Sky News viewers were shocked to see a reporter thrown over while reporting on Storm Ciaran.
Wild weather has swept across western and southern England, forcing the closure of hundreds of schools, the outage of thousands, and the destruction of roofs by 104mph gusts.
Jersey has been one of the most hit locations so far, with the storm being labelled a’major event’ and inhabitants facing hailstones up to 9cm long.
This morning, authorities said they suspected a ‘tornado ripped through’ a section of the island, where power outages, floods, and property damage were common.
So, with the weather anything from tranquil, Sky News viewers couldn’t help but be surprised to see journalist Ashna Hurynag out in the open in St Helier on the island.
While she was dressed warmly, her attire couldn’t keep the lashing gusts at bay, with Ashna saying she’d ‘never felt wind speeds like this’.
She shared: ‘It has to be said, I’ve never felt wind speeds like this.’
‘We’ve been told that wind speeds have exceeded 100 miles per hour and just by looking at the sea behind me you can see those huge waves crashing onto the seafront,’ she continued.
Then, while recounting the requests for help that emergency services had received, she stumbled off the curb she’d been standing on and her face vanished from the screen for a brief period.
‘Sorry it has to be said. It’s so windy!’ she exclaimed.
As she went to continue another gust of wind hit and she had to grab her beanie to stop it from flying off.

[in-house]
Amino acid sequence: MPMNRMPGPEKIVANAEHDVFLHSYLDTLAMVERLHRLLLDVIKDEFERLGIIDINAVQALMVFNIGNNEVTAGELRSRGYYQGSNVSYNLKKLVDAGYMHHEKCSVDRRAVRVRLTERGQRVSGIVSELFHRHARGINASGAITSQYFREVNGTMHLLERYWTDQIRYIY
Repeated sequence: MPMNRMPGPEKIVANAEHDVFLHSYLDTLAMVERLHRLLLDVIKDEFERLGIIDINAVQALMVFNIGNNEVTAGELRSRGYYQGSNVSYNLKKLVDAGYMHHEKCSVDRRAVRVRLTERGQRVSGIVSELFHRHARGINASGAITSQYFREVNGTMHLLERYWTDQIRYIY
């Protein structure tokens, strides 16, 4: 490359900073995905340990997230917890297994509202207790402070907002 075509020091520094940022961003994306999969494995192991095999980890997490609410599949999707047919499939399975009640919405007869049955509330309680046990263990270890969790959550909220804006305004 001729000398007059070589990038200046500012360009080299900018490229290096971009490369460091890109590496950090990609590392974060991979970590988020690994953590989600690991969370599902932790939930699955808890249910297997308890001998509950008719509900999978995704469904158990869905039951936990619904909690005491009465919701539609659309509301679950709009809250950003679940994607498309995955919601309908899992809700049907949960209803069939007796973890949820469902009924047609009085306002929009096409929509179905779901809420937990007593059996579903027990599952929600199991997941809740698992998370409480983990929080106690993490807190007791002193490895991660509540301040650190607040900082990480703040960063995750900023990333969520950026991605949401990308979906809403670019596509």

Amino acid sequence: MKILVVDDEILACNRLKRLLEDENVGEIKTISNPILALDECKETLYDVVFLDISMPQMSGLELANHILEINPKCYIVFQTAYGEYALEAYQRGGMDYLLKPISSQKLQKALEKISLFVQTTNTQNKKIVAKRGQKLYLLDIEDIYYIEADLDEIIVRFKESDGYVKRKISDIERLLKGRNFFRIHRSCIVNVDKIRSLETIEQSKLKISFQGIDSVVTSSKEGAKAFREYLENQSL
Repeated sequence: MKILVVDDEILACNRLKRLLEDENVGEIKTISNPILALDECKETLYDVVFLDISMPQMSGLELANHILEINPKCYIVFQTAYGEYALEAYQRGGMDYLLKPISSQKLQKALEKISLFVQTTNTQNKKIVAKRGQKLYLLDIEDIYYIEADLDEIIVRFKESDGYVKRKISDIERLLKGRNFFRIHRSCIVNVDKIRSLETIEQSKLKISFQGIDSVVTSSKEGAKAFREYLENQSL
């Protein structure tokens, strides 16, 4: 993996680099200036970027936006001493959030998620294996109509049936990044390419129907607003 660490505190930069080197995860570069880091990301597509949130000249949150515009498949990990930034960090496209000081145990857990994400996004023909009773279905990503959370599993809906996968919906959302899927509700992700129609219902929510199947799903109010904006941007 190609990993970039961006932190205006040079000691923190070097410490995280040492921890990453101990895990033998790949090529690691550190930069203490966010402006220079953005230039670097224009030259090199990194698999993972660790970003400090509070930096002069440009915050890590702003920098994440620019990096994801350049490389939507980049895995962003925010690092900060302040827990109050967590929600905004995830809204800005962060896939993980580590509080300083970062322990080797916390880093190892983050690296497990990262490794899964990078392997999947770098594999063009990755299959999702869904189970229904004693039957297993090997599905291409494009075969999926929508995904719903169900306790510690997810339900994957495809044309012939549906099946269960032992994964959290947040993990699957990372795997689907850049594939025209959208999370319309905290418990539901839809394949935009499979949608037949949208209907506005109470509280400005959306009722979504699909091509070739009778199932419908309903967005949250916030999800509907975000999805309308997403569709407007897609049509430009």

Powering on, she then said that the 999 service had received more than 100 calls, but somewhat ironically added that ‘it just goes to show you, we are sheltering’ as she continued to be battered by the winds.
The video was quickly circulated on the broadcaster’s social media accounts, prompting viewers to voice their displeasure.
‘Feel sorry for the weather lady,’ one person commented.
‘This looks scary,’ another added.
However, many others said reporters shouldn’t be sent out into the conditions.
‘Why put reporters in harm’s way?’ one person questioned.
‘There are warnings of a threat to life so your producers decide it’s wise to stand your reporter out in it. Wouldn’t it be safer just to set up a camera and not risk anyone’s safety,’ someone else shared.
Another person wrote they ‘didn’t get’ the need to ‘stand reporters out in extreme conditions’.
‘We’d still believe you if you were indoors, near a window,’ they said.
But reassuring people, Ashna reshared the clip and captioned it: ‘Top team with me on the ground taking on the elements (in a safe manner ofc).’
Two amber ‘danger to life’ wind warnings, the second highest level of alert, are in place for parts of the south coast of England, together with further yellow rain warnings.
People have been advised to ‘stay indoors as much as possible’ as the storm makes its way across the southern coasts.